Thursday, 5 May 2016

We are all the same when in power – The Hunger Games

Last week I finished watching The Hunger Games film instalments though to be honest I am yet to read the books. I’d been looking forward to knowing how it all ends and more than that, to answer all the questions as to what would be happening to the characters next, as well as who Katniss Everdeen would eventually choose between Gale and Peeta, the two men in her life. Ten points to the novels’ creator for keeping us always on edge and unable to make even an educated guess about what would be the ending to the love triangle story. I must also say I was heartbroken at the deaths of characters I had come to prefer and those also of lesser known characters who had still portrayed so well the harsh reality of a war.

Which brings me to the two points I want to tackle today. As followers of this blog would know, I love analysing stories, be they in book form or on the screen, and The Hunger Games proved to be a pleasant surprise in that rarely did I manage to guess what would happen till it actually did and there was no way I could have predicted that what starts out as a contest intended to keep the Districts from ganging up on the Capitol would eventually turn on its head to give us just that – a rebellion.

As with all rebellions, the line between right and wrong, just and unjust, becomes pretty hazy for the Allies just as it had been for the elite from the Capitol, which wrongful prejudices were ironically the reason The Hunger Games and even the rebellion happened in the first place.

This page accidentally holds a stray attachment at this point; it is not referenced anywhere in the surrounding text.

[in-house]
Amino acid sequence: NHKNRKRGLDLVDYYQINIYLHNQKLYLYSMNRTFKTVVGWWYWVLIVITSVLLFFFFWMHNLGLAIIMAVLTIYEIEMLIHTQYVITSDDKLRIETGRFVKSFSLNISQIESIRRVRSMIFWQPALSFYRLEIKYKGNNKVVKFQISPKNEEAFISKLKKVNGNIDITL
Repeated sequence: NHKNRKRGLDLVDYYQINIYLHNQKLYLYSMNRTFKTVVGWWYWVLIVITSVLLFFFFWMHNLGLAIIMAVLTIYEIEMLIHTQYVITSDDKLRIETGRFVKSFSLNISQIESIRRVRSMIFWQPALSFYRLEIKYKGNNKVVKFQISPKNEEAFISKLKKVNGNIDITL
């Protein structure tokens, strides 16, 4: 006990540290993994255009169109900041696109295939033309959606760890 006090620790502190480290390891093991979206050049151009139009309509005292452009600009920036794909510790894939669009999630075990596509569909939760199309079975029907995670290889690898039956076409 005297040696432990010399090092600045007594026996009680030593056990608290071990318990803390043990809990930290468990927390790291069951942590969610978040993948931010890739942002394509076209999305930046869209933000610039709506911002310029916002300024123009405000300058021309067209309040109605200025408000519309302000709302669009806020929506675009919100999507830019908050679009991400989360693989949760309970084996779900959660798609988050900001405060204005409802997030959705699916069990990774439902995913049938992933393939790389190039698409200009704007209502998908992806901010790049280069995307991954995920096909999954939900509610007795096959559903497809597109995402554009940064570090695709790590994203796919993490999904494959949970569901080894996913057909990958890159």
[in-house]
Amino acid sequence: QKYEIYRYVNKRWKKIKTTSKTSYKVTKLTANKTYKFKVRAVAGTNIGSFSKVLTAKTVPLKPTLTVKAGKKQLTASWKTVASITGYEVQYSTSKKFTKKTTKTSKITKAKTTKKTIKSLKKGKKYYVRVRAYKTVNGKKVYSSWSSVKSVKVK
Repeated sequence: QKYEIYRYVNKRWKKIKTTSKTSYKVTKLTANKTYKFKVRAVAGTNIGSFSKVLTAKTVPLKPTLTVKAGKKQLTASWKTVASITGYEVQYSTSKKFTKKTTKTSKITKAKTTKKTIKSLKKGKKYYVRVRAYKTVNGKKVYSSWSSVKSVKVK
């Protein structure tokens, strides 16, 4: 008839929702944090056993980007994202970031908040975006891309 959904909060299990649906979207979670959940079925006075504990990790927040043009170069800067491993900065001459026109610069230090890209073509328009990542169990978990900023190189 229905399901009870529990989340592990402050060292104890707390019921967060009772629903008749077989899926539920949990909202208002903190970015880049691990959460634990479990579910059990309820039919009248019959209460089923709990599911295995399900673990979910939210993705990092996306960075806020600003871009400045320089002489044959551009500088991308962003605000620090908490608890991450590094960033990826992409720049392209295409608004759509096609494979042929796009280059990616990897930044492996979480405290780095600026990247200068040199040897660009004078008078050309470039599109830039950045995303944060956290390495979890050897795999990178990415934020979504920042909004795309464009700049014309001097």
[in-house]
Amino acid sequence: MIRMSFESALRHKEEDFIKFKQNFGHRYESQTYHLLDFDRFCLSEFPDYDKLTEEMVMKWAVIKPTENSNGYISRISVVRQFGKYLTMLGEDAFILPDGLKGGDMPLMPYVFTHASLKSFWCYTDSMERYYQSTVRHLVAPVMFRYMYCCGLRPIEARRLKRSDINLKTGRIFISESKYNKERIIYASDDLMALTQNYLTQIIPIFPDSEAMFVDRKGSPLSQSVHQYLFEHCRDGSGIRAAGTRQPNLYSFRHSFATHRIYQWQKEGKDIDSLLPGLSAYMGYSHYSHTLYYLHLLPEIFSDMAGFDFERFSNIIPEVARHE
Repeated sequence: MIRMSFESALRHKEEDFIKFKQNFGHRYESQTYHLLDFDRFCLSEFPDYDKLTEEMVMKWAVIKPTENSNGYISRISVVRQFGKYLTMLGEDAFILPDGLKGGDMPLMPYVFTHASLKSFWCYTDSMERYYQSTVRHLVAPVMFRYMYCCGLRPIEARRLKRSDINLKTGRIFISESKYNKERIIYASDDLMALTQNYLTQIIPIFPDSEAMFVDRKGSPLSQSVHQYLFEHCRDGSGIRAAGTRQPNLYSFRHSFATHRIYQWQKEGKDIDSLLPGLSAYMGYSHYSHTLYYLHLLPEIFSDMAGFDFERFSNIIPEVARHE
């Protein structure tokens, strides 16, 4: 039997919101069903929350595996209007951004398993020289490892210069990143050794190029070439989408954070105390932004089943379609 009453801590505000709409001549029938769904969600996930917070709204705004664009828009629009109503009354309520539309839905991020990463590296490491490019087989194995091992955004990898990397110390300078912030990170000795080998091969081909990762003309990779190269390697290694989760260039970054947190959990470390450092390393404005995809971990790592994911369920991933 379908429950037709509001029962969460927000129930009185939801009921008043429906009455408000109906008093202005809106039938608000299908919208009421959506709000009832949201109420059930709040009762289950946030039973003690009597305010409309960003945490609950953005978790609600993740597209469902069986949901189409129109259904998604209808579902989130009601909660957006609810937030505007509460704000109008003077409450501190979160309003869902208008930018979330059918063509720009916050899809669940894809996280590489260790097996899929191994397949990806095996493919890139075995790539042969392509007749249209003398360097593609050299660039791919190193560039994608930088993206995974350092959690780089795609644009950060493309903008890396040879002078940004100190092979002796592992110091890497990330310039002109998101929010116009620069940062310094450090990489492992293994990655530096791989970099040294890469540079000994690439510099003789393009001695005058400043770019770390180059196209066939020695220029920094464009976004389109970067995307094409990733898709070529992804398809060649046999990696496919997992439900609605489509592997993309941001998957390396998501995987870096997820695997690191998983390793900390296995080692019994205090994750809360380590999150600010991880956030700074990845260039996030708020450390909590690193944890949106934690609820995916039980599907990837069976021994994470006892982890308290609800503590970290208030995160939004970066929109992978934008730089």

My second point is exactly this. Without going into detail in order to avoid spoilers, I have to say this plot follows George Orwell’s theory from Animal Farm, which is that anyone in power is likely to abuse it. What starts out as a set of Districts suffering under the rule of a seemingly cruel master, turns into a war which, once started, made of the District people blood-seekers no better than the Gamekeepers in The Capitol’s employ. Leaders are always out for power and few are incorruptible. Not everything is always what it seems and when it comes to gaining rule, everything becomes fair game. So welcome to the world of The Hunger Games, and also to the real world.

1 comment:

  1. Great observation, especially the part where you describes the alienation into division between districts. The famous Roman Empire rule, divide and conquer.

    The two powerful emotions to keep the audience watching a movie are hope and fear and the author made a great job with that. We get attached to many characters in Hunger Games, many of them are brutally killed and we cry and wish they weren't. Katniss represents hope, but she also represents balance.

    In Hunger games, the dictator leads by fear. He owns the people, he makes human sacrifice to his name, literally, because he said that it's a necessary sacrifice to commemorate peace kept by his soldiers. Silence is not peace at all, it's more the silence before the storm. Peace is the freedom of one's mind and soul. A balloon allows some squeezing, squeeze too much and it will burst. When people are exposed to brutality they get afraid, but when they experience it, they retaliate. That is what gave rise to the rebels. Their district was obliterated, many lives were lost, they have nothing more to lose and have to keep hidden to survive. The rebels despise the ruling class, which is very plausible. The greater the oppression, the greater the revolution is. It is like a bull charging at the red cloth, once you charge, it will be hard to stop the inertia, and very easy to go overboard. A revolution should stop the moment it reaches a balance; if you kill their leader, there is no need to kill the rest will they will eventually surrender.

    Katniss is that balance. Devoid of any ambition for power and doesn't act on impulse, she took a hard decision in taking the burden all on herself when she saw there was no other way, she killed the leader of the rebels and in doing so, she stopping the tide and did not allow the balance to tip over again.